Boston Federal Reserve President Eric Rosengren is lining up against an apparent push to cut interest rates, telling CNBC in an interview Friday that the central bank can afford to be patient as long as the economy holds up.
Speaking just 12 days before the Fed is expected to ease monetary policy, Rosengren said he is aware of uncertainties and downside risks but doesn’t think they’re strong enough yet to warrant the first rate reduction since late 2008 during the financial crisis.
“So, given that the economy is quite strong, given that I do think that inflation is going to be very close to 2%, and given that the growth in the economy is satisfactory, I think that’s an environment where you don’t have to take a lot of action,” he told CNBC’s Sara Eisen during a “Closing Bell ” interview.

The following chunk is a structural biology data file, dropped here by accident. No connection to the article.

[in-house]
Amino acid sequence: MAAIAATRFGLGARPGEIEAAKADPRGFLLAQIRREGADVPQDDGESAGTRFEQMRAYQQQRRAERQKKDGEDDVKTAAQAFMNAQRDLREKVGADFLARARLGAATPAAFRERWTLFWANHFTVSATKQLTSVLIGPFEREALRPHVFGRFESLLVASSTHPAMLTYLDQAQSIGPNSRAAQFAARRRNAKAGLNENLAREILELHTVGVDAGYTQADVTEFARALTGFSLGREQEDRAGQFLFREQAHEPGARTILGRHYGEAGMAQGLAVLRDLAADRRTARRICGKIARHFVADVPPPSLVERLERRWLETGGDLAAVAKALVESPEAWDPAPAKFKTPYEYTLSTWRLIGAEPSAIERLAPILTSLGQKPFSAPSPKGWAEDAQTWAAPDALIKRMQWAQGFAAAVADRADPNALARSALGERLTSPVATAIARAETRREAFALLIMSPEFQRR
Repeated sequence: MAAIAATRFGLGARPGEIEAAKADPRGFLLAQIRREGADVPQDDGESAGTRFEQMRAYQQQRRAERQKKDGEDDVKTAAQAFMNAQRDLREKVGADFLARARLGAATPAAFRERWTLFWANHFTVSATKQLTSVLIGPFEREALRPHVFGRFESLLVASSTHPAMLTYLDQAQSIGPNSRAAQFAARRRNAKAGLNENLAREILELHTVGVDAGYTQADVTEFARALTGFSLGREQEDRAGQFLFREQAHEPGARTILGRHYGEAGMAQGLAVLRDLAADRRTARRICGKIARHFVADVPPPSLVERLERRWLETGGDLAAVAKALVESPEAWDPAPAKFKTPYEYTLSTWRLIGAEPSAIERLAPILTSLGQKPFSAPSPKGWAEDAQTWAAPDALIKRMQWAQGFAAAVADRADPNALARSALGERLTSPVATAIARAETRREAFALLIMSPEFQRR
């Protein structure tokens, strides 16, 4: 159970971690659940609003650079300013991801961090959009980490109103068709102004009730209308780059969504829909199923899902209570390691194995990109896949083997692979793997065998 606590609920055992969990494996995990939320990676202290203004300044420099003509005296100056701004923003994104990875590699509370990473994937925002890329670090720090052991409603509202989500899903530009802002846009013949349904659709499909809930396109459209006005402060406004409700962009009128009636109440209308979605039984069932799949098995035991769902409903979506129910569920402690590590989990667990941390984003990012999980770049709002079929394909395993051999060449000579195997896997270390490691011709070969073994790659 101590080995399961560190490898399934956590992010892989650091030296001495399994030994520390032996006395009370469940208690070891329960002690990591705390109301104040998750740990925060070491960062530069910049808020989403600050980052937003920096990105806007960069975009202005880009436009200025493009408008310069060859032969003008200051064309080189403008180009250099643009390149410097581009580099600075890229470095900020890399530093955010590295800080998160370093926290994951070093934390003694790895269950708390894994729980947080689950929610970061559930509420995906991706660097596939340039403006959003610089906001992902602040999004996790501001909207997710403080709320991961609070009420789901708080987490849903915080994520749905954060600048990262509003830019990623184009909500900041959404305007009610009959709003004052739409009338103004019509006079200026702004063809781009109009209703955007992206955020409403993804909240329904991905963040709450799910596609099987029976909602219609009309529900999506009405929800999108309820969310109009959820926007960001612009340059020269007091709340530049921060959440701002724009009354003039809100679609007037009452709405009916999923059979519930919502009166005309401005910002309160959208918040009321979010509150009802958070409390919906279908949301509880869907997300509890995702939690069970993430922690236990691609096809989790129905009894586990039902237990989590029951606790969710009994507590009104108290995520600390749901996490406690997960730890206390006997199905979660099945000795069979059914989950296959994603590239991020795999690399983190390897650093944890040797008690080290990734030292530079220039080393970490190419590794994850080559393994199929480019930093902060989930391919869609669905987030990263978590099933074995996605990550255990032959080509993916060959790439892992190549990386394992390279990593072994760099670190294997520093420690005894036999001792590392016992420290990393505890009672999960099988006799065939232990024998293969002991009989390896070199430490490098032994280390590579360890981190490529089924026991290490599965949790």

“Now, should the economy change, if the trade situation changes dramatically, if we start getting surprised by how slow China or Europe are, then that’s something we definitely should react to. But I think we should wait until we actually see the evidence that that’s happening,” Rosengren added.
That position seemingly puts him on the opposite side of Fed Chairman Jerome Powell as well as multiple other policymakers who appear inclined to approve at least a quarter-point cut at the July 30-31 Federal Open Market Committee meeting. Markets have completely priced in at least a 25 basis point reduction, with a 41% chance of a 50 basis point cut.